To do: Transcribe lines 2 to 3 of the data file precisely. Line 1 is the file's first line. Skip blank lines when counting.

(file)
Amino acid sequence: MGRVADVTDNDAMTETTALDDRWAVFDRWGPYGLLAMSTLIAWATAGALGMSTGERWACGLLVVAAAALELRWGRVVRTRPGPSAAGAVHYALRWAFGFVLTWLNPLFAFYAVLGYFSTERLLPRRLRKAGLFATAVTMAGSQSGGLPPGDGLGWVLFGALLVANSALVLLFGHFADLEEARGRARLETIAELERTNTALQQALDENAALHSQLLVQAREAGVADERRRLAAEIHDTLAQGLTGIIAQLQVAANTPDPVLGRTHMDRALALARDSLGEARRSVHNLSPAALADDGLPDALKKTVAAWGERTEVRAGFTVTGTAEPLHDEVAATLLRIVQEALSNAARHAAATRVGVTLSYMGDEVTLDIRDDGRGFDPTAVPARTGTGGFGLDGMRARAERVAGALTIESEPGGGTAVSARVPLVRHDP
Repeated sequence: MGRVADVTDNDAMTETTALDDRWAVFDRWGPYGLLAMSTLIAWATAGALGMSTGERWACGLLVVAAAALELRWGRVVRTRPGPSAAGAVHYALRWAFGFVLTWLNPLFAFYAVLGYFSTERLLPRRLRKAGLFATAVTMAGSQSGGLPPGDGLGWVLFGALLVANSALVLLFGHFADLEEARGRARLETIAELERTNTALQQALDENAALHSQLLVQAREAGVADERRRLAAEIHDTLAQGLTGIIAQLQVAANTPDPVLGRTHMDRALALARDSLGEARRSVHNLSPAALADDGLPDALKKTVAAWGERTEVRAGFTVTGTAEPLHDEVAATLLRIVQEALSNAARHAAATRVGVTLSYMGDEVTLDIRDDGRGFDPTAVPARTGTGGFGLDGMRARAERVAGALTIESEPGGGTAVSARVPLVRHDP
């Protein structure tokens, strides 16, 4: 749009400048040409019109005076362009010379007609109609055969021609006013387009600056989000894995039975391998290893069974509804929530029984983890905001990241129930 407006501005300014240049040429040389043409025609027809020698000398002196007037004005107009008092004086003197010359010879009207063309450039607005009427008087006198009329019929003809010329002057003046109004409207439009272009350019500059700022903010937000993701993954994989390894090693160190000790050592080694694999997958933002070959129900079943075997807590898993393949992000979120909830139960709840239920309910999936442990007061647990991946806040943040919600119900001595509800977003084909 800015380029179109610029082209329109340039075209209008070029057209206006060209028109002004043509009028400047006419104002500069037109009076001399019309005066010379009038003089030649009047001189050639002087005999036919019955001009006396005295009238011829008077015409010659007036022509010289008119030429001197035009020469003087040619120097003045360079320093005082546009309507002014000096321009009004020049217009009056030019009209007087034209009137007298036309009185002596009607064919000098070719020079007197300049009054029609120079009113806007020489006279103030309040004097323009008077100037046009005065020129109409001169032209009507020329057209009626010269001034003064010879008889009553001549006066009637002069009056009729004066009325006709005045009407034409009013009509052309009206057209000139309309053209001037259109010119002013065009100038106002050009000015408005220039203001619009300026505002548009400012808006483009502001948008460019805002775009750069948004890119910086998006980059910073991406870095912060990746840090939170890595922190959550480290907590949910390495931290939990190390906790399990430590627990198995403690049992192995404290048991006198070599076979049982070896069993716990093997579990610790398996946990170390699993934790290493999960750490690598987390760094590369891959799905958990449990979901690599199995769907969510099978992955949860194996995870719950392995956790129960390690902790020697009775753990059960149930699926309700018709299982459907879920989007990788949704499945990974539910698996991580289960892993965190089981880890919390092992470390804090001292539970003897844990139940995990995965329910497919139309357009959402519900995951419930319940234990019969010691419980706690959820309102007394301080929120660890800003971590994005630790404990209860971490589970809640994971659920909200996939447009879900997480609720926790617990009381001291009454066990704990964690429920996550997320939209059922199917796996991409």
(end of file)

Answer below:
Repeated sequence: MGRVADVTDNDAMTETTALDDRWAVFDRWGPYGLLAMSTLIAWATAGALGMSTGERWACGLLVVAAAALELRWGRVVRTRPGPSAAGAVHYALRWAFGFVLTWLNPLFAFYAVLGYFSTERLLPRRLRKAGLFATAVTMAGSQSGGLPPGDGLGWVLFGALLVANSALVLLFGHFADLEEARGRARLETIAELERTNTALQQALDENAALHSQLLVQAREAGVADERRRLAAEIHDTLAQGLTGIIAQLQVAANTPDPVLGRTHMDRALALARDSLGEARRSVHNLSPAALADDGLPDALKKTVAAWGERTEVRAGFTVTGTAEPLHDEVAATLLRIVQEALSNAARHAAATRVGVTLSYMGDEVTLDIRDDGRGFDPTAVPARTGTGGFGLDGMRARAERVAGALTIESEPGGGTAVSARVPLVRHDP
């Protein structure tokens, strides 16, 4: 749009400048040409019109005076362009010379007609109609055969021609006013387009600056989000894995039975391998290893069974509804929530029984983890905001990241129930 407006501005300014240049040429040389043409025609027809020698000398002196007037004005107009008092004086003197010359010879009207063309450039607005009427008087006198009329019929003809010329002057003046109004409207439009272009350019500059700022903010937000993701993954994989390894090693160190000790050592080694694999997958933002070959129900079943075997807590898993393949992000979120909830139960709840239920309910999936442990007061647990991946806040943040919600119900001595509800977003084909 800015380029179109610029082209329109340039075209209008070029057209206006060209028109002004043509009028400047006419104002500069037109009076001399019309005066010379009038003089030649009047001189050639002087005999036919019955001009006396005295009238011829008077015409010659007036022509010289008119030429001197035009020469003087040619120097003045360079320093005082546009309507002014000096321009009004020049217009009056030019009209007087034209009137007298036309009185002596009607064919000098070719020079007197300049009054029609120079009113806007020489006279103030309040004097323009008077100037046009005065020129109409001169032209009507020329057209009626010269001034003064010879008889009553001549006066009637002069009056009729004066009325006709005045009407034409009013009509052309009206057209000139309309053209001037259109010119002013065009100038106002050009000015408005220039203001619009300026505002548009400012808006483009502001948008460019805002775009750069948004890119910086998006980059910073991406870095912060990746840090939170890595922190959550480290907590949910390495931290939990190390906790399990430590627990198995403690049992192995404290048991006198070599076979049982070896069993716990093997579990610790398996946990170390699993934790290493999960750490690598987390760094590369891959799905958990449990979901690599199995769907969510099978992955949860194996995870719950392995956790129960390690902790020697009775753990059960149930699926309700018709299982459907879920989007990788949704499945990974539910698996991580289960892993965190089981880890919390092992470390804090001292539970003897844990139940995990995965329910497919139309357009959402519900995951419930319940234990019969010691419980706690959820309102007394301080929120660890800003971590994005630790404990209860971490589970809640994971659920909200996939447009879900997480609720926790617990009381001291009454066990704990964690429920996550997320939209059922199917796996991409």